No wooing, no more wooing, I cannot find the voice
for it any more; the words I would say to you poise
themselves on the edge of my larynx, prance, stumble, fall in a stream
of laughs. It is getting too ridiculous these days. The heat
of undigested words and the sky like a pressed blue sheet
descending on us, on me, on you, ever so slowly. How does one speak
of love, or think, as an itch snakes its way from point to unwelcome point?
The skin turns alien like an indifferent sky
that can’t be bothered to contain me and you or us or the tide
of laughter that threatens to crack my ribs. Far easier to lie
unmoving like a mattress, the sheet pressing down, abide
in the touch of a slow descending wind that dries,
that cools itch-etched seams; to wait for the noise
to settle in liquid gurgles in the pit of my stomach, to void
the words I would say to you in a burst of rancid wind
that lifts the sky. There, I find my voice again. But no, no more wooing.
It is my time to walk away;
the ether has stretched itself over the days
of my passing. The light has grown dimmer
and the hours have run astray
of the steady fall of the calendar
The turning of the clock is a piece of paper
falling as white as the one yesterday.
The steady murmur of the usual clamor
no longer settles on my ears.
A chair for one, a meal for one, a single glass
poured from from a single pitcher
I do not hope to listen
and if listened, understand,
and if understood, know another
that would disrupt a single gray strand
of this senescent ether.
I do not think I can stand to make a stand
It is my time to build a shelter
a thing of small joys, of the stoic pleasures
still left to me. I have no desire
for a kingdom. A hut thrown together
from the meager leavings of my mind
That will suffice, a gray place for the gray times.
There, in the shade of its certainties,
in the familiar surprise of its incongruities,
in the remembered ache of its little discomforts,
I will write myself into the dust
As each day will fall as a numbered piece of paper,
as everything merges with the mist of the ether,
I will write myself into the dust.
The goddess behind the sole red bulb lives
In a cloud of smoke. Incense sticks and cigarettes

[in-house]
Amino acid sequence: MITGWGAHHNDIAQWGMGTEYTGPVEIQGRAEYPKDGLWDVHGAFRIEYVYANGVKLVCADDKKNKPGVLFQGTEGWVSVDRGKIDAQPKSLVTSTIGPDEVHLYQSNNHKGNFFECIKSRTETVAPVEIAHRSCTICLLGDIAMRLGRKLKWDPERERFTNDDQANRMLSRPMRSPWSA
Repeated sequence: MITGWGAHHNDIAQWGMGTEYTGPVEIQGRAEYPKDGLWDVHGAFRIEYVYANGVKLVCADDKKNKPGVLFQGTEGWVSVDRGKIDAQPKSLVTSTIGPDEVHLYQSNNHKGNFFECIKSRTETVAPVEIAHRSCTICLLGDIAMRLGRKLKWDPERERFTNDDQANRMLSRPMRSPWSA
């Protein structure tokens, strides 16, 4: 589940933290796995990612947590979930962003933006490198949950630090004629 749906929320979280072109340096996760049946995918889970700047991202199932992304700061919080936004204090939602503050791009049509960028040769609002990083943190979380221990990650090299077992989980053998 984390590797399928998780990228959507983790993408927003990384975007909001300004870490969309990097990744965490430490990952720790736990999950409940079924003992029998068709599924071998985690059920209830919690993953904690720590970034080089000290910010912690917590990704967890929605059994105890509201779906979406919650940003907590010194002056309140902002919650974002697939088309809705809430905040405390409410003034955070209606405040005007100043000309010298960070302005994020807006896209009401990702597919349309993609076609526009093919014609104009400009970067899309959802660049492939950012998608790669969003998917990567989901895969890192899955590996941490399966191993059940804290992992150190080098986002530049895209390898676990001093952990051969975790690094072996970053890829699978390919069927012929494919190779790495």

And our worn-out lungs are the clouds she craves
Like a moon patching its fair face from the mad distress
Of the night. A patch of redlit dark to my left forms the waiter
I drain another glass, go ‘A bourbon, a scotch, a beer.
Repeat.’ The walls breed cockroaches. The lone window
Wears the latest spiderwebs. Here, all things grow
Out of themselves, connect like fingers fumbling over
A dark table, finding what they seek, forming a clasp
Like a covenant, like the endless promise of an empty glass.
It’s the patch of man again. Time for ‘A bourbon, a scotch, a beer
Once more.’ There is a deep quiet people leave behind
After they have left, hands clasped unbroken.
Out of their absence swept clean from their tables, the dead eyes
Of the ceiling that pass off as flaking paint. The goddess
Rises now in this emptied space. Smiling, her picture
Announces, ‘Your time is up.’ ‘A bourbon, a scotch, a beer
To go.’ I will seek the turning street, watch time descend
Like a cartoon anvil from the sky. But this is not the end.
(NOTE: Every once in a while, a song gets stuck in my head. It repeats itself at the strangest of times throughout the day. It plays as a background score in my dreams. The Glee version and the John Lee Hooker version of “One bourbon, one scotch, one beer” both have been playing on my mind a lot these past few weeks. Hence, this poem.)
We lost because you were kept from singing.
Because correlation must be causation
If I am to live, to keep believing
That a win matters. That the kingdom
Will be nigh. The falling grace of your neck,
The secret turn of your lips behind a veil of hair
is the stuff of song. The note that breaks
The sky into stars, the death of the word in an air
Slowly melting to a solid state. Because I
Must war against the invisible. The real